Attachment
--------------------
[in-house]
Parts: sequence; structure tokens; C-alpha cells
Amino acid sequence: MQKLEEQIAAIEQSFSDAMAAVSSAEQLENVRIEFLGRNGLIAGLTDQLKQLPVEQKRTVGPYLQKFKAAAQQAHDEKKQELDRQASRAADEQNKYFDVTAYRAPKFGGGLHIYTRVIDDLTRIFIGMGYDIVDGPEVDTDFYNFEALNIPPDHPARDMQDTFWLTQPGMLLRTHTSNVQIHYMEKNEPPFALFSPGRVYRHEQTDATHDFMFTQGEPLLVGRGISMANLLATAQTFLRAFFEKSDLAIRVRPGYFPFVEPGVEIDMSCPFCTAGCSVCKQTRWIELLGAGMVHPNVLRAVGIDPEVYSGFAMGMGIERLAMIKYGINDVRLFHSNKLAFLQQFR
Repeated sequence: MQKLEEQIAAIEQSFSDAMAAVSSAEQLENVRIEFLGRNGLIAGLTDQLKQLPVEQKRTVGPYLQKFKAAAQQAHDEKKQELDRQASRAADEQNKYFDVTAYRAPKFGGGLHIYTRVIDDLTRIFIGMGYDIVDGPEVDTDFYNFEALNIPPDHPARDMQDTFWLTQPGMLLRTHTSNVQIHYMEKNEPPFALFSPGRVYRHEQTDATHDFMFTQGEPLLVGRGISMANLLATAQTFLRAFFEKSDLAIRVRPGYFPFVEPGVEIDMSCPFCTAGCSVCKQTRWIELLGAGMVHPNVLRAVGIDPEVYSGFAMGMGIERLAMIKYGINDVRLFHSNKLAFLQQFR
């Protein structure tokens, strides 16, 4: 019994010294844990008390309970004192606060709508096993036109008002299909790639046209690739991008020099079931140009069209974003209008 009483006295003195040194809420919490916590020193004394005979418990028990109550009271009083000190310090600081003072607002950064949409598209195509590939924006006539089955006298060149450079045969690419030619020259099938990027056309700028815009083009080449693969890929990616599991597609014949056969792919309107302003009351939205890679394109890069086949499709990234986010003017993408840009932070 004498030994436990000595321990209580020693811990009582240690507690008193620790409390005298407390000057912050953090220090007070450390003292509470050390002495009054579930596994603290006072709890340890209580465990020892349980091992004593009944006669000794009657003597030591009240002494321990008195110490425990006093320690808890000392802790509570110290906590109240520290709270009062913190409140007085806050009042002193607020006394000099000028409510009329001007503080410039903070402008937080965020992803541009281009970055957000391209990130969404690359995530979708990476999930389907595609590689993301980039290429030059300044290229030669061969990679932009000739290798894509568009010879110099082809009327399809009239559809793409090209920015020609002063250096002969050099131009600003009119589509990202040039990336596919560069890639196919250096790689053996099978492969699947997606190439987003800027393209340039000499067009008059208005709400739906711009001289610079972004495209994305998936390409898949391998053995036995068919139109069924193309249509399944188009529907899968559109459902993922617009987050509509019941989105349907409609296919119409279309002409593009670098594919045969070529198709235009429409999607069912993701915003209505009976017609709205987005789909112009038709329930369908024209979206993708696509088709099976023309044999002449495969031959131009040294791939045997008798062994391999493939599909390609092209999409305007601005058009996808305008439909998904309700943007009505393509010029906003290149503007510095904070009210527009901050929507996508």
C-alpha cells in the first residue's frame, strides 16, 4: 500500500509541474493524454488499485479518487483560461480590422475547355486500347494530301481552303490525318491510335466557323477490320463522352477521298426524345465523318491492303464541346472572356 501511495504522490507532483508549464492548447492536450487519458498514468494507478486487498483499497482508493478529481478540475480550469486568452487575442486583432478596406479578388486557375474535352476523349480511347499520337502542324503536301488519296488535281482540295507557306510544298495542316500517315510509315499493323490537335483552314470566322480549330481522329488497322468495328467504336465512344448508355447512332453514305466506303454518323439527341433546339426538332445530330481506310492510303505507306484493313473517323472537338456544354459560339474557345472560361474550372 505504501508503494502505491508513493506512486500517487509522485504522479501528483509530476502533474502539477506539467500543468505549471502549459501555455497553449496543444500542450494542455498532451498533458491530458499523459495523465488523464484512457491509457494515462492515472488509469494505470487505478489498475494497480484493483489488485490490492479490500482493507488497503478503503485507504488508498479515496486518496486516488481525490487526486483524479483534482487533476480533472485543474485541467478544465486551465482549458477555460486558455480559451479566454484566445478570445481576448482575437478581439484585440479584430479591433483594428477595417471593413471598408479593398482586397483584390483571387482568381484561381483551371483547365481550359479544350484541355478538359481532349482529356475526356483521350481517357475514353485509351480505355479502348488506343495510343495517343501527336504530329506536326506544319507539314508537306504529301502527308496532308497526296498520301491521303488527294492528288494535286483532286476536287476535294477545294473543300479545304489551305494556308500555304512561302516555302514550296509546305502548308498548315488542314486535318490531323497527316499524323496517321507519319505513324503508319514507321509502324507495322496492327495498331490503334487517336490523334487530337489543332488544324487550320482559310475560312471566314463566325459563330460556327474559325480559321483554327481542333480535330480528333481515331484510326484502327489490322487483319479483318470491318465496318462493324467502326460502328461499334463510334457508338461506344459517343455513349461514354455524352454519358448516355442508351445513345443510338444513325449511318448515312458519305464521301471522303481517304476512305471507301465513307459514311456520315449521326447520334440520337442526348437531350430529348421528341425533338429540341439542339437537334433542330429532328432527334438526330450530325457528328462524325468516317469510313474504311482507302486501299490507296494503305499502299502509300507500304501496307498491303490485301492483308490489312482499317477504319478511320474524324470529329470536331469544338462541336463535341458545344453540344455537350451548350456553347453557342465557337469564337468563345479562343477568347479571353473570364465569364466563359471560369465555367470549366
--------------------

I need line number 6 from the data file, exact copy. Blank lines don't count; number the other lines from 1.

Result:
C-alpha cells in the first residue's frame, strides 16, 4: 500500500509541474493524454488499485479518487483560461480590422475547355486500347494530301481552303490525318491510335466557323477490320463522352477521298426524345465523318491492303464541346472572356 501511495504522490507532483508549464492548447492536450487519458498514468494507478486487498483499497482508493478529481478540475480550469486568452487575442486583432478596406479578388486557375474535352476523349480511347499520337502542324503536301488519296488535281482540295507557306510544298495542316500517315510509315499493323490537335483552314470566322480549330481522329488497322468495328467504336465512344448508355447512332453514305466506303454518323439527341433546339426538332445530330481506310492510303505507306484493313473517323472537338456544354459560339474557345472560361474550372 505504501508503494502505491508513493506512486500517487509522485504522479501528483509530476502533474502539477506539467500543468505549471502549459501555455497553449496543444500542450494542455498532451498533458491530458499523459495523465488523464484512457491509457494515462492515472488509469494505470487505478489498475494497480484493483489488485490490492479490500482493507488497503478503503485507504488508498479515496486518496486516488481525490487526486483524479483534482487533476480533472485543474485541467478544465486551465482549458477555460486558455480559451479566454484566445478570445481576448482575437478581439484585440479584430479591433483594428477595417471593413471598408479593398482586397483584390483571387482568381484561381483551371483547365481550359479544350484541355478538359481532349482529356475526356483521350481517357475514353485509351480505355479502348488506343495510343495517343501527336504530329506536326506544319507539314508537306504529301502527308496532308497526296498520301491521303488527294492528288494535286483532286476536287476535294477545294473543300479545304489551305494556308500555304512561302516555302514550296509546305502548308498548315488542314486535318490531323497527316499524323496517321507519319505513324503508319514507321509502324507495322496492327495498331490503334487517336490523334487530337489543332488544324487550320482559310475560312471566314463566325459563330460556327474559325480559321483554327481542333480535330480528333481515331484510326484502327489490322487483319479483318470491318465496318462493324467502326460502328461499334463510334457508338461506344459517343455513349461514354455524352454519358448516355442508351445513345443510338444513325449511318448515312458519305464521301471522303481517304476512305471507301465513307459514311456520315449521326447520334440520337442526348437531350430529348421528341425533338429540341439542339437537334433542330429532328432527334438526330450530325457528328462524325468516317469510313474504311482507302486501299490507296494503305499502299502509300507500304501496307498491303490485301492483308490489312482499317477504319478511320474524324470529329470536331469544338462541336463535341458545344453540344455537350451548350456553347453557342465557337469564337468563345479562343477568347479571353473570364465569364466563359471560369465555367470549366